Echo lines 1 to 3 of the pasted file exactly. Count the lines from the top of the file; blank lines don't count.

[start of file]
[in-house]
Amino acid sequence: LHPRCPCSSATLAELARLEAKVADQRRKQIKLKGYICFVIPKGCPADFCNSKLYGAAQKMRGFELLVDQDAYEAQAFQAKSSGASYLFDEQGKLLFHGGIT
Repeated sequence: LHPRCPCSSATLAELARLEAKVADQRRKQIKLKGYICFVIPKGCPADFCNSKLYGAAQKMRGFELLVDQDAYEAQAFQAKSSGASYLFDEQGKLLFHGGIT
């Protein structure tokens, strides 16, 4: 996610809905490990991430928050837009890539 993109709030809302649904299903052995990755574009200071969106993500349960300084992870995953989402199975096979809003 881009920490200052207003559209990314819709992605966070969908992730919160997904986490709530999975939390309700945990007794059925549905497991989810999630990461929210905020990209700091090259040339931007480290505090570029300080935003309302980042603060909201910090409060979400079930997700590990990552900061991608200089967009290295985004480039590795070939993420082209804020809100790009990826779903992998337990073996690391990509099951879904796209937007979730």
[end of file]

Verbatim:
[in-house]
Amino acid sequence: LHPRCPCSSATLAELARLEAKVADQRRKQIKLKGYICFVIPKGCPADFCNSKLYGAAQKMRGFELLVDQDAYEAQAFQAKSSGASYLFDEQGKLLFHGGIT
Repeated sequence: LHPRCPCSSATLAELARLEAKVADQRRKQIKLKGYICFVIPKGCPADFCNSKLYGAAQKMRGFELLVDQDAYEAQAFQAKSSGASYLFDEQGKLLFHGGIT